Korean developer Gamevil has brought its role-playing game Advena to Android. The company’s similar Zenonia series has a solid reputation for providing retro-style action RPG thrills on both iOS and Android, but the newly-ported Advena offers a different twist on the gameplay formula while keeping the same distinctive “chibi” super-deformed pixel art aesthetic of its predecessors.
Advena is, in Gamevil’s words, a “party play action RPG.” This means that unlike Zenonia, where the player controls a single character chosen from several available classes, Advena allows players to have up to three party members fighting at once, with the player in direct control of one of them. To compensate for the added chaos that having two AI-controlled fighters brings, the environments in which players fight are much simpler than those in Zenonia. While Zenonia may be more closely compared to Nintendo’s successful Zelda series, Advena’s combat is more akin to a “brawler” such as Golden Axe or Streets of Rage. Players move from left to right in linear stages, and must defeat all enemies before moving on. There is no real exploration or puzzle solving — the emphasis is very much on combat, combat and more combat with occasional breaks to buy items from vendors.
The game is controlled via a fixed set of virtual controls, with a directional pad in the bottom-left corner of the screen and action buttons scattered around the perimeter. In the game’s default configuration, the controls block off a significant portion of on-screen action, including an important questgiver early in the game. The options menu does, however, allow players to move and adjust the transparency of the controls according to their own needs, but this doesn’t eliminate that perpetual problem of touchscreen gaming: thumbs getting in the way.
Like Zenonia, Advena carries a selection of things for players to do both on and offline. The single-player campaign sees players following a set, linear story, but as they progress they gain access to online player vs player “fight clubs” and player vs environment team-based battle arenas. It’s also possible to hire other players’ characters as “mercenary” party members and adjust their AI to be more or less aggressive with the use of items and skills in combat.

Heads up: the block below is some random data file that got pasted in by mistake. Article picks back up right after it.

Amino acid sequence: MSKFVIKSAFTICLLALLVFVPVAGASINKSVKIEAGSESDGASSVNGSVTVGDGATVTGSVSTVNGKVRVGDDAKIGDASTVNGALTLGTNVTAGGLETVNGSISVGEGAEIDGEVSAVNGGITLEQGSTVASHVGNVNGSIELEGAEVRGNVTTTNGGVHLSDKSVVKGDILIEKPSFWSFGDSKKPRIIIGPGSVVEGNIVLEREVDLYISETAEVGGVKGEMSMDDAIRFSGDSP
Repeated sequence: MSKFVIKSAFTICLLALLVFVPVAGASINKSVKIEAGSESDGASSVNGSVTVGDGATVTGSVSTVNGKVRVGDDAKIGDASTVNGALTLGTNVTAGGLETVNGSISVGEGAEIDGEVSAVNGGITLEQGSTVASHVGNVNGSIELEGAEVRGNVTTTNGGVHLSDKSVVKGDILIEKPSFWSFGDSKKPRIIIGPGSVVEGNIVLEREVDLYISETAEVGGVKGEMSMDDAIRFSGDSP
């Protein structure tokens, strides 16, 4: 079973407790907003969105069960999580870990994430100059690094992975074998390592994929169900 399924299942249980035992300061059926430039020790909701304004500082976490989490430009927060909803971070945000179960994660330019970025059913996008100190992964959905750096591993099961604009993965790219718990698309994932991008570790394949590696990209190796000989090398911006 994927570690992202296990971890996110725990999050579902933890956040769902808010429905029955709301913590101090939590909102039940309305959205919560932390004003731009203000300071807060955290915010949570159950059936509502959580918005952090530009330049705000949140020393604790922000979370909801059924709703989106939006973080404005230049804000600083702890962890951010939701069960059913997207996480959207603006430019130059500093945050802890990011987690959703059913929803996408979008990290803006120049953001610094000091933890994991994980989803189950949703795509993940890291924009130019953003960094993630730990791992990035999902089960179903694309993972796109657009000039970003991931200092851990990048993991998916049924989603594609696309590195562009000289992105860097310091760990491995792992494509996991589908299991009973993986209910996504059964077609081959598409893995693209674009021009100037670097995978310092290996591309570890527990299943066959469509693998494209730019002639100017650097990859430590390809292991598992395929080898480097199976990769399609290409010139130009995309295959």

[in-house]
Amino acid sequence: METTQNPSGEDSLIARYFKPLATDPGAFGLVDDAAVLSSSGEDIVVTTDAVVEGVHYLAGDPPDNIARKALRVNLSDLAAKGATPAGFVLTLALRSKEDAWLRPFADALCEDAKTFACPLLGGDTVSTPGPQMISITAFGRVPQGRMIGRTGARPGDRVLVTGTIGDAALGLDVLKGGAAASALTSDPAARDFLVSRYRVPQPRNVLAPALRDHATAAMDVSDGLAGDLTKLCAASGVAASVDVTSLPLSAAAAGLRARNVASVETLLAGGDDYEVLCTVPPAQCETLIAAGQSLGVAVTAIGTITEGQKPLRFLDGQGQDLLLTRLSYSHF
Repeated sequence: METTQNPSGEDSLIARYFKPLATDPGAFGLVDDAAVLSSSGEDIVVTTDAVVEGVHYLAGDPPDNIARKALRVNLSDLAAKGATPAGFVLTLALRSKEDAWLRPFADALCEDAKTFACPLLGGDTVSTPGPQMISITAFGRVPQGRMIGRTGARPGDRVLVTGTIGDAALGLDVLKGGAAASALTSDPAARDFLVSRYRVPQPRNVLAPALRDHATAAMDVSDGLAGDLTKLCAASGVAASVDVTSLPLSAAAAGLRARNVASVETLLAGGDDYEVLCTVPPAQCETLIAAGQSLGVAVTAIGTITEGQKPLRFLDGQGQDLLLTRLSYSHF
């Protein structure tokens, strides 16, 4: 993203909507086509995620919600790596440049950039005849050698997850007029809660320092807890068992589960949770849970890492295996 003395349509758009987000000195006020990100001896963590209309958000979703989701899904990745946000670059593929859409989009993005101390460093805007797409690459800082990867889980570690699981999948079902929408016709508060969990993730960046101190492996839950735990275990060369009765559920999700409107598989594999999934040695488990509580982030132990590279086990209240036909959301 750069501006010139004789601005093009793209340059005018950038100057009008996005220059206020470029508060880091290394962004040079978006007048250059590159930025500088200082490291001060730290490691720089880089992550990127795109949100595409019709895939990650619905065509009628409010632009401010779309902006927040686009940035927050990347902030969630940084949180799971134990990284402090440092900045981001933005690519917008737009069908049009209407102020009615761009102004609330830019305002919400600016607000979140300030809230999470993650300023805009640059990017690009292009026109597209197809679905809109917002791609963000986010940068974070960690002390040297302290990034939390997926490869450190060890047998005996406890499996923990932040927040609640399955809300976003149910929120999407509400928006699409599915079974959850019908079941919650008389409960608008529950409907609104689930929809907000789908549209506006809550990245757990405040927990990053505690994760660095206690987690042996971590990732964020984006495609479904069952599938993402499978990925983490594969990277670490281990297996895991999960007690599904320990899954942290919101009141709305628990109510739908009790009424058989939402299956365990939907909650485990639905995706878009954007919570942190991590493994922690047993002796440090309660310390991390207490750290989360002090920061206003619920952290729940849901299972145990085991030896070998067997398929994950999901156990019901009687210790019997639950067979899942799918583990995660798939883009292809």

Following the pattern of many of Gamevil’s other titles, Advena is a free-to-play title with optional in-app purchases of hard currency — here called “Vena Points” — which may be used to acquire premium items from the “Network Shop.” These include restorative items, equipment bundles, soft currency packages and crafting materials. Vena Points may also be acquired for daily play and leaving a review for the app.
Although Advena is not as objectively good as Zenonia — many scenes are without music, the level design is much less interesting and the interface feels far more obtrusive than its predecessors — it’s still a solid game that is likely to enjoy some success thanks to the developer’s good reputation. However, the game does suffer from a lack of polish on the text side of things — the English translation is riddled with spelling and grammatical errors and frequently sees words broken across lines. It’s not enough to spoil the experience, but it does take the sheen off an otherwise good-quality product.